The fallout is already starting to hit. Here's where:

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An Austrian politician got drunk with a Russian woman in Ibiza a few years ago and said some things that have now broken up his country's government.

That's right, over the weekend the German press released a video secretly recorded on the Spanish resort island just before Austria's 2017 elections, in which Heinz-Christian Strache, the leader of the far-right Freedom Party of Austria (FPO), tells a woman posing as the niece of a Kremlin-connected Russian oligarch that if she donates money to his party, she'll get lucrative government contracts.

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Direct(ed) Democracy In Russia – After thousands of people protested the construction of a new cathedral in a nice park in Yekaterinburg, Russia's fourth largest city, President Putin weighed in to stop construction until a popular referendum can be held. What does that tell us? Well, for one thing, Putin is probably a little more sensitive to public unrest after seeing his approval rating pummeled by a botched pension reform last year. But more to the point, this is a nice illustration of how democracy works in Russia: the new tsar orders accountability to happen when and where it suits his interests.

The Size of Modi's Election Victory – Eight different exit polls released over the weekend show Indian Prime Minister Narendra Modi's BJP party comfortably ahead in the country's 6-week national election. Voting ended on Sunday, with final results due on Thursday. How big will the BJP's margin be? In 2014, the party won the first outright parliamentary majority in India in 30 years, but after mixed economic results and rising concerns about sectarian tensions, the BJP went into this election on shakier ground. We're watching to see if Modi heads into his second 5-year term emboldened with another majority, or if he's forced to cobble together an unwieldy coalition of parties in order to govern.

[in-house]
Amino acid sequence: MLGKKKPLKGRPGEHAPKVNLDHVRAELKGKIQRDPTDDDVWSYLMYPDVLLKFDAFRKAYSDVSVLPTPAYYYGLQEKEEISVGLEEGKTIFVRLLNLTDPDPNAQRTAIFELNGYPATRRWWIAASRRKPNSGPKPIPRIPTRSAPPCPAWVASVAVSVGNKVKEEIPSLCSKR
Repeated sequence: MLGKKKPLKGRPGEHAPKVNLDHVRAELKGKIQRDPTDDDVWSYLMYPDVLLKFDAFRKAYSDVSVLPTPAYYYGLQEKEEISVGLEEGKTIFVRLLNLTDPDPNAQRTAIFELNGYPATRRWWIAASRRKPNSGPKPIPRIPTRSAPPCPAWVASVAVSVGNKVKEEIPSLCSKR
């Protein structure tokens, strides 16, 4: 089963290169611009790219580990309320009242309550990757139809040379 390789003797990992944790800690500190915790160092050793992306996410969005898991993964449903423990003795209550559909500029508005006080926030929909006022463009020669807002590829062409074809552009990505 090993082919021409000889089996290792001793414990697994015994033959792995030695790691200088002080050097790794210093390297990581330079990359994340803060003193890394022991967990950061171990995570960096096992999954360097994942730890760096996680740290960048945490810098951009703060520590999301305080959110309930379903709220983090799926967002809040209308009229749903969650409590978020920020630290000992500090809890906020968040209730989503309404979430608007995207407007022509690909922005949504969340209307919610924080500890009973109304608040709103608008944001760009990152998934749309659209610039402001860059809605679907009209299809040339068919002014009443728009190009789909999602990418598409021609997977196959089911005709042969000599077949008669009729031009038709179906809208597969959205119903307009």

What We're Ignoring: Cash for Peace and a Southern Switcheroo

The Deal of the Millennium – President Trump has a plan to secure peace between Israel and Palestine. That plan is: buy it. The administration announced over the weekend that it will hold a "economic workshop" in Bahrain in late June to get Gulf and other Arab states to funnel aid to Palestine, in exchange for which the Palestinians are expected to drop their long-held demands for an end to Israeli settlements, the designation of East Jerusalem as their capital, and (some form of) formal statehood. We're skeptical that cold cash will solve one of the most intractable conflicts on earth. Also, it's not a great sign that the Palestinians themselves don't even plan to attend.

Don't Cry for Veep, Argentina – With her country in crisis (yet again), Cristina de Fernández Kirchner, the controversial left-wing populist who ran Argentina between 2007 and 2015, is increasingly well-positioned to return to power in elections later this year. But over the weekend she pulled a surprise move, announcing that she'd be running only as vice president, allowing former aide Alberto Fernández, whose politics are seen as somewhat more moderate than hers, to top the ticket. We get that it's an electoral strategy meant to broaden Kirchner's appeal among centrist voters, but let's be serious: if the ticket wins, only one Fernández will really be running the country – AND SPOILER: IT'S NOT GOING TO BE ALBERTO.